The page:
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Thursday, May 04, 2006
MPAA Releases Data From Piracy Study

The Motion Picture Association of America, Inc. (MPAA) released new information about piracy from a study done by LEK Consulting that the association is using as a roadmap to help fight piracy worldwide.

The study was commissioned for use as an advocacy tool to illustrate for governments around the world the need to thwart copyright theft, which impacts economies in countries from the United States to China, according to MPAA. It provides specifics about which countries have the biggest problems with piracy, the impact on the economy, losses to industries in various countries as well as losses to the major studios, and a profile of the typical pirate. It also reflects a more complete picture of piracy because for the first time, losses due to Internet piracy are measured.

According to the study, MPAA studios lost $6.1 billion to piracy in 2005, which is consistent with a piracy study conducted by Smith Barney in 2003 that predicted the motion picture industry would lose $5.4 billion to piracy in 2005.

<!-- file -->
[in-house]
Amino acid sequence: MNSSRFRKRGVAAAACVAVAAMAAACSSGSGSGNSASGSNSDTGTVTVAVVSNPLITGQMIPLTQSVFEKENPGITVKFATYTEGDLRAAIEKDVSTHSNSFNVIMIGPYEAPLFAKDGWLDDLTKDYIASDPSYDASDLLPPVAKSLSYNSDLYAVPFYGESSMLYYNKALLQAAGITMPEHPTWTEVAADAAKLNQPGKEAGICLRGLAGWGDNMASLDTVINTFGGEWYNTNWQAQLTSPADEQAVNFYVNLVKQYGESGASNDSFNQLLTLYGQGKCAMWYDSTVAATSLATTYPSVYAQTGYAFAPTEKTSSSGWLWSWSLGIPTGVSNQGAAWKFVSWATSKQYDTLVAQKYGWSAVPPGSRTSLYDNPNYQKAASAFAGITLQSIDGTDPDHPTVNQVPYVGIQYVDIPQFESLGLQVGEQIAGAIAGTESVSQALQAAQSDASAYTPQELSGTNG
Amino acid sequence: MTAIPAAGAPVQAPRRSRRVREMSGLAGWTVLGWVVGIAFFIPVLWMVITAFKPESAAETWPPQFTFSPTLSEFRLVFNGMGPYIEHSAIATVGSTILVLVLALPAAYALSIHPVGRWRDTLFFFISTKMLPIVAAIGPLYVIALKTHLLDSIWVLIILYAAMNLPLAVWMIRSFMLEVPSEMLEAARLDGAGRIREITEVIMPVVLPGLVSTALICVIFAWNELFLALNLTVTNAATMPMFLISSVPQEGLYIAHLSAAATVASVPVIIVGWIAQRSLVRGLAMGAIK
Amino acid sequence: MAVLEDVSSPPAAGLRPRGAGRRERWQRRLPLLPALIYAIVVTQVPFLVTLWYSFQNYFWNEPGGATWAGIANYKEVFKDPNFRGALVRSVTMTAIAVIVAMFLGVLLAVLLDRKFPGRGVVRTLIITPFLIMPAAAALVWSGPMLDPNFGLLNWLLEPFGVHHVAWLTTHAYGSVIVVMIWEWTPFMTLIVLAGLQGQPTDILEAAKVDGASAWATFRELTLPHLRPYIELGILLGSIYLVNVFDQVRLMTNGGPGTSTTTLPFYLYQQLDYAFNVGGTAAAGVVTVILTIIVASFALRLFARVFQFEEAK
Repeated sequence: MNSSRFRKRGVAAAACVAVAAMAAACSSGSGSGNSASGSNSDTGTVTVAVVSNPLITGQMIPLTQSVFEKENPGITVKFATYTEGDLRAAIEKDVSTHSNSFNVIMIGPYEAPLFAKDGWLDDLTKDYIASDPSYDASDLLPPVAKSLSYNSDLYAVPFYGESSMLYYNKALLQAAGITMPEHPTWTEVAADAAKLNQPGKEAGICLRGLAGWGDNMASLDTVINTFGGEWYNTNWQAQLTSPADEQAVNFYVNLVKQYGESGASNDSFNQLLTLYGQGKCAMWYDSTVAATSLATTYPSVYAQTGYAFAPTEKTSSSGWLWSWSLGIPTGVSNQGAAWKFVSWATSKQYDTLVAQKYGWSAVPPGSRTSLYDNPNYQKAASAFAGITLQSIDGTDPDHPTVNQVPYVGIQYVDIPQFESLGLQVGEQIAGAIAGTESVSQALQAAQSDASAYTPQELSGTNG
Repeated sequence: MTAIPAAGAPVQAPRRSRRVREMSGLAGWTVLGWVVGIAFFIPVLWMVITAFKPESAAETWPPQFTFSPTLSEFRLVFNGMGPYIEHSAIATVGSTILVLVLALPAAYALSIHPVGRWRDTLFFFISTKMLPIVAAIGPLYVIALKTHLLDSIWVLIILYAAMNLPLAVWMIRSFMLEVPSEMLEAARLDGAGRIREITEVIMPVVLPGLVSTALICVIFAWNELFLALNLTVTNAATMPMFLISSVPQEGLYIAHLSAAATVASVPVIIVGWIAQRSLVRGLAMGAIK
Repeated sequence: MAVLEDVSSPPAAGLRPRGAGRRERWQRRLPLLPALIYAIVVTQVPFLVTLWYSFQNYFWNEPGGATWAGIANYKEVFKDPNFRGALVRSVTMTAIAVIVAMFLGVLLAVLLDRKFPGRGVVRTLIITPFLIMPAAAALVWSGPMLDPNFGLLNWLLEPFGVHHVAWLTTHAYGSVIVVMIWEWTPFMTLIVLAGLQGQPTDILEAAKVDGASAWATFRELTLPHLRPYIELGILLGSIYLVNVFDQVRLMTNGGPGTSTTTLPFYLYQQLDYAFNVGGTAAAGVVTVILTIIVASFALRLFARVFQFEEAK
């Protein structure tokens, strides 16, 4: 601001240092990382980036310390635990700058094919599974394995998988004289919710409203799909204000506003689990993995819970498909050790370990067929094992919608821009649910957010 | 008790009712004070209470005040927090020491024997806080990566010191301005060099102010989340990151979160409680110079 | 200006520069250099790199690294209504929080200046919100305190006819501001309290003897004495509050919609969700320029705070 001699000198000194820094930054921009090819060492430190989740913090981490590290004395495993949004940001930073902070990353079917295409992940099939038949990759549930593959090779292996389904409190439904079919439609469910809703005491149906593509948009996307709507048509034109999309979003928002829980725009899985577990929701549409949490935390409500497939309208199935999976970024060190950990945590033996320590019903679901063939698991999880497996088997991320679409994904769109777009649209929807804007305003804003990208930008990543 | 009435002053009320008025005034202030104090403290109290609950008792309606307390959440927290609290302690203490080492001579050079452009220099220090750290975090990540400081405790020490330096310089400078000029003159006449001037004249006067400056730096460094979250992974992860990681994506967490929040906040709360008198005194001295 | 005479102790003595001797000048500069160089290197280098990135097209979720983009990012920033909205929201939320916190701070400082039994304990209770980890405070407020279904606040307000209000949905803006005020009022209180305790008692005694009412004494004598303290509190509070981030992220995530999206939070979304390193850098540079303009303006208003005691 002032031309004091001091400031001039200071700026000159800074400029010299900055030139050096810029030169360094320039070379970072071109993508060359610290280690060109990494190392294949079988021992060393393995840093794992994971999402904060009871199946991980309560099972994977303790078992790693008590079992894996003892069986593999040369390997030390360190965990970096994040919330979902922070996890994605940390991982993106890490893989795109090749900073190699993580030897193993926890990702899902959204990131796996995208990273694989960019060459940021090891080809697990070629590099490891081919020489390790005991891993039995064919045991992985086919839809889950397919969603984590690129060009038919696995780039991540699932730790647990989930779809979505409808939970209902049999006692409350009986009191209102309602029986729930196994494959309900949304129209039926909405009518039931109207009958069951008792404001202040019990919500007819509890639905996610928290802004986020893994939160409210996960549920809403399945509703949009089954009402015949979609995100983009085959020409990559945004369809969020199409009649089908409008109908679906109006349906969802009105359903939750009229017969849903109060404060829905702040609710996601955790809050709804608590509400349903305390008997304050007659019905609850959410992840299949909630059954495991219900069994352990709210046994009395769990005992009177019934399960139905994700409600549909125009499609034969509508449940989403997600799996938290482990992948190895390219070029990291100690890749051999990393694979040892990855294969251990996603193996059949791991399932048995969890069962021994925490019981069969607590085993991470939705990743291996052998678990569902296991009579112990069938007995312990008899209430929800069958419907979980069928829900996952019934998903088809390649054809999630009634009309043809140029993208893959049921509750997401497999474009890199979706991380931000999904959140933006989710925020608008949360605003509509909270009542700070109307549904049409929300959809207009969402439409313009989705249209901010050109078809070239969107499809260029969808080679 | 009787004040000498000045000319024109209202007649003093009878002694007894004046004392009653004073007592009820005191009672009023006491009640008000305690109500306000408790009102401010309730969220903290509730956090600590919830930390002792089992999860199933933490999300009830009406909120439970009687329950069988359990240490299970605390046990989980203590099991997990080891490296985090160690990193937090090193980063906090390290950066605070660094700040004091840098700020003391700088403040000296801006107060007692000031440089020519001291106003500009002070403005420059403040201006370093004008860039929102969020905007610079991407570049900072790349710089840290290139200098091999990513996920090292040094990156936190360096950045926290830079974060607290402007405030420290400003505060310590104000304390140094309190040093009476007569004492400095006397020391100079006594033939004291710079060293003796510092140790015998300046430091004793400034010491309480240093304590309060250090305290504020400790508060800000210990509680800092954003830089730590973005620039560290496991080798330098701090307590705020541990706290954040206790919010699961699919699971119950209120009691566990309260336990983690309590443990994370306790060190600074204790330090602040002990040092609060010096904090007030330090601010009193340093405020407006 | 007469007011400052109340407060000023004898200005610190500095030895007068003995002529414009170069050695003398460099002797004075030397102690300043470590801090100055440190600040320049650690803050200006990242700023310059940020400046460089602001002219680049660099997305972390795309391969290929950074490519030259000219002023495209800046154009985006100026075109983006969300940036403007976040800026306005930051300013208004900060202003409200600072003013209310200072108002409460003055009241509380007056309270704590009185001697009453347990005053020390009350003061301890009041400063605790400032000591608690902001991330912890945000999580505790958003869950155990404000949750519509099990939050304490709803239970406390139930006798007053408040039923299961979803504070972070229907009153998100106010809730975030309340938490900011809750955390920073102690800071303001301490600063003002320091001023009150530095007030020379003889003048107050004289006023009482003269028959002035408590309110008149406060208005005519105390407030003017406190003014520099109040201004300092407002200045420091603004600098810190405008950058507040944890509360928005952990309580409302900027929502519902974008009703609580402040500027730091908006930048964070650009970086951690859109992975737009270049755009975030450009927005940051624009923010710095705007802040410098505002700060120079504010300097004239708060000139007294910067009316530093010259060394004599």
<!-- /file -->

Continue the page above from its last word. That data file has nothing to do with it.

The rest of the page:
Of the $6.1 billion in lost revenue to the studios, $1.3 billion came from piracy in the United States and $4.8 billion internationally, with nearly half of that loss occurring in Europe. About $2.4 billion was lost to bootlegging*, $1.4 to illegal copying and $2.3 billion to Internet piracy. In the U.S., illegal copying and distribution is more of a problem while internationally, illegal downloading and bootlegging is more prevalent.

The countries where movie piracy is occurring most prominently are the China, Russia, UK, France, Spain, Brazil, Italy, Poland and Mexico.

The MPAA recently provided international data from the study to the Office of the U.S. Trade Representative for use in preparing its annual report on worldwide intellectual property rights.

The average film copyright thief is male, between the ages of 16-24 and lives in an urban area. College students in the U.S., Korea and Hungary contribute the most to each country?s individual loss. The 16-24 age range represents a disproportionately high percentage of pirates, especially downloaders, across the 22 directly researched countries. It is even higher in the U.S., where the same age range represents 71% of downloaders.

?The findings in this study reinforce the need for a multi-pronged approach to fighting piracy,? said Glickman. ?As an industry, we have to continue to educate people about copyright laws and the consequences of breaking those laws. At the same time, we have to provide legitimate, hassle-free ways for consumers to obtain movies at a reasonable cost. In the meantime we will continue to work with governments and law enforcement around the world to ensure copyright law is prevalent and enforced.?

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